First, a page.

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Pond Park


  1. Fishing
  2. Wildlife/Waterfowl Watching

Clinton Pond

We understand peoples concern about the Clinton Pond and the ducks, here is some information on steps we have taken on this issue.

1-       The flow of water into the pond: The City has collected all of the land drain water possible to feed into the pond. We have piping that collects flowing artesian well water and ground water from the other side of 2000 W all the way to the pond. This pond was built to act as a detention pond for storm water as well.

2-       Clinton City installed an aeration system after the pond was constructed to introduce oxygen into the water to keep it healthy for the fish and wildlife. This system is regularly maintained and in operation. More recently we have replaced the pond diffusers to allow for better distribution of oxygen to enter the water.

3-       Clinton City chemically treats the pond at least annually for plant and algae growth. This treatment has been working well for years. Before the City started treating the pond, City crews battled pond weeds and algae growth that was not only harmful for the fish and other wildlife, but made the pond unpleasant.

4-       On Aug. 25th the City informed the Davis County Health Department of the dying ducks. They came out and tested the water for any forms of harmful algae blooms. Those tests came back negative. They also collected a few ducks for DWR (Division of Wildlife Resources) to be tested for botulism. These samples were sent up to Logan Utah and came back positive for Avian Botulism. More information about Avian Botulism can be found at this website. Botulism is an unfortunate natural occurrence. Clinton City is not the first to see its devastating effects. Other ponds in the area have also seen out breaks of botulism. According to the website, Avian Botulism occurs almost yearly in Utah, and can result in extensive losses, typically between July and September. Major waterfowl botulism outbreaks in Utah have occurred at the Great Salt Lake and estimated loss was in the hundreds of thousands. In 1997, estimated loss from a botulism outbreak at the Great Salt Lake was 514,000 waterfowl. This Bacteria lives is the soils naturally and becomes toxic during adverse conditions such as heat.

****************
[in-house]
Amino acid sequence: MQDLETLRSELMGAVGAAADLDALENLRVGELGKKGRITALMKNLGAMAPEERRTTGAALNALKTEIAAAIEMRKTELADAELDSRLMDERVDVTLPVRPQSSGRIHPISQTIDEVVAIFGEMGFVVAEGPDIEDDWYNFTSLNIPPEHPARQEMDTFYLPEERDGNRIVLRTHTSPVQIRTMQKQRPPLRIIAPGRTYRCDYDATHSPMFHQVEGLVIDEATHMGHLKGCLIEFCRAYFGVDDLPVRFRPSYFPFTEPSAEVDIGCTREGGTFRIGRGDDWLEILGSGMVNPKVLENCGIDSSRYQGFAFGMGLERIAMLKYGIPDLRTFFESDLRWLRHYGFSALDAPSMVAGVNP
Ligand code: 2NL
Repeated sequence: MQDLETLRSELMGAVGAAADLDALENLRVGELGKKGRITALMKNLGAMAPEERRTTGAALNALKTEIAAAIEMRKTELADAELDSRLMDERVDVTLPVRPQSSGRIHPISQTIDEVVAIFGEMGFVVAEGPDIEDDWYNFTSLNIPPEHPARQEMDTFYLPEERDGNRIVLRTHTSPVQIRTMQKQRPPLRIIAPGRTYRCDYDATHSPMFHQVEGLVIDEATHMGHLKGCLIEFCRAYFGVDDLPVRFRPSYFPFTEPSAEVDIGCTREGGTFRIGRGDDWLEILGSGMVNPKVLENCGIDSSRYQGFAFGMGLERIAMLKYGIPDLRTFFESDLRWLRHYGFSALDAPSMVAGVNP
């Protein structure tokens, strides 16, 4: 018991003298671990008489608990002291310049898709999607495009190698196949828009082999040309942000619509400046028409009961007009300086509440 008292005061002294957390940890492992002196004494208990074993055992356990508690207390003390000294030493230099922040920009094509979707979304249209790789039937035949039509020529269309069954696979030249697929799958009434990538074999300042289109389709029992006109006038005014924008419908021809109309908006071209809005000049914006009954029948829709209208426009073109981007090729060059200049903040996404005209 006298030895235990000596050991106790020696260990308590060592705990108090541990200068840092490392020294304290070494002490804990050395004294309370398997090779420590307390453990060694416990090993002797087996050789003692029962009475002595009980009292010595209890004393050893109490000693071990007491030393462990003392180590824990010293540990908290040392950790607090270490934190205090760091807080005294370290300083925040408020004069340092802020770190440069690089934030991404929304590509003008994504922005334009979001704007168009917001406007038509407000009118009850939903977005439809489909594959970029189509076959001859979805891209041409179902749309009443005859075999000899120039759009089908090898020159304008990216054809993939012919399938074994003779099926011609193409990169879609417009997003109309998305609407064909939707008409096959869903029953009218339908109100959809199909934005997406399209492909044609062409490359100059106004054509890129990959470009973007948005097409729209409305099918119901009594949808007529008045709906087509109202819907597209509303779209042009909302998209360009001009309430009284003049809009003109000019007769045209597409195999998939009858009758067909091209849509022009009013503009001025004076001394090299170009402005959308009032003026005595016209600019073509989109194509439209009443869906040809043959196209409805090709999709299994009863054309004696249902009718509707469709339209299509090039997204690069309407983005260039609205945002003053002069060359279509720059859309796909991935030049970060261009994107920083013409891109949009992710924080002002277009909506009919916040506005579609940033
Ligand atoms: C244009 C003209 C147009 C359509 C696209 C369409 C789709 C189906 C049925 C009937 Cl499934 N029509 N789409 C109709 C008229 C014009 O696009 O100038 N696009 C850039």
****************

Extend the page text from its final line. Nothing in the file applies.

5-       City crews have worked closely with other departments such as the Davis County Health Department. They regularly sample the water in the pond. Some years the pond is posted as having e-coli and citizens have been advised about getting in the water. This has not happened this year. The water is clear and samples have come back good. Although we have seen an unfortunate duck kill we have not had any unusual fish kill.

6-       City crews are out every work day checking the pond for any dead ducks that may be present or other problems. According to the website listed above this is one of the only ways to manage and control the botulism outbreak.

Ultimately the ducks at our pond are the responsibility of the US Fish and Wildlife and are protected under the Migratory Bird Treaty Act of 1918. However Clinton City takes pride in the pond and is concerned about the health of the ducks. A couple problems we see are people feeding the ducks unhealthy foods and people dropping of their domesticated ducks. We will continue to work closely with other organizations in the County and State to address the health and safety of the ducks and other wildlife at our pond.